In discussing the activity-based learning model the other day, I realized that there had to be another layer to it. Just as a reflection by the learner on the product they produce as the outcome of an activity should be developed, there’s another way in which reflection should come into play.
What I mean here is that there should be a reflection layer on top of the curricula and the content as well, this time by the instructor and administration. In fact, there may need to be several layers.
For one, the choice of activities should be made explicit in terms of why they’re chosen and how they instantiate the curricula goals. This includes the choice of products and guidance for reflection activities. This is for a wide audience, including fellow teachers, administrators, parents, and legislators. Whoever is creating the series of activities should be providing a design rationale for their choice of activities.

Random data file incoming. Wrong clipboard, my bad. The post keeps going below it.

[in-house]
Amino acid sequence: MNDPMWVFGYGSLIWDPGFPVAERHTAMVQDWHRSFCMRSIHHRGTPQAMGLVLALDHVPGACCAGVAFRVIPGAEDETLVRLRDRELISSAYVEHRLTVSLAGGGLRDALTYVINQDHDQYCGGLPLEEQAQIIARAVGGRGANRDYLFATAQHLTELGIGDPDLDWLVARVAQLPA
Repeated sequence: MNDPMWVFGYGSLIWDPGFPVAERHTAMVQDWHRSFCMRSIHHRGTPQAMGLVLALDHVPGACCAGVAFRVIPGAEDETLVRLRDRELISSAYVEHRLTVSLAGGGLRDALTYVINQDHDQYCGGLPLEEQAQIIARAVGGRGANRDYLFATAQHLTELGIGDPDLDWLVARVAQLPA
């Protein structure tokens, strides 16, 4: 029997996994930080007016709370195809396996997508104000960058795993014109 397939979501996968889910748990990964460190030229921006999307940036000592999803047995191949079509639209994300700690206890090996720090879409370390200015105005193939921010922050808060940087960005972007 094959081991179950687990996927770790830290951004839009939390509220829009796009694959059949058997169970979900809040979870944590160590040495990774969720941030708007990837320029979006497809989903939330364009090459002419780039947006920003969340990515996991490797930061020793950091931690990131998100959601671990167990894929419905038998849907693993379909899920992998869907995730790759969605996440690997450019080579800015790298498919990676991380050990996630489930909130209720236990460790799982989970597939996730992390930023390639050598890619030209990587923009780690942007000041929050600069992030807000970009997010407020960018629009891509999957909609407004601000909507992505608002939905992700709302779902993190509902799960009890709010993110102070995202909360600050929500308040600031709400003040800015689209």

Second, the choice of content materials associated with the activities should have a rationale. Again, for fellow teachers, administrators, parents, and legislators. Again, a design rationale makes a plausible framework for dialog and improvement.
In both cases, however, they’re also for the learners. As I subsequently indicated, I gradually expect learners to take responsibility for setting their own activities, as part of the process of becoming self learners. Similarly, the choice of products, content materials, and reflections will become the learners to improve their meta-learning skills.
All together, this is creating a system that is focused on developing meaningful content and meta-learning skills that develops learners into productive members of the society we’re transitioning into.
(And as a meta-note, I can’t figure out how to graft this onto the original diagram, without over-crowding the diagram, moving somehow to 3D, or animating the elements, or… Help!)
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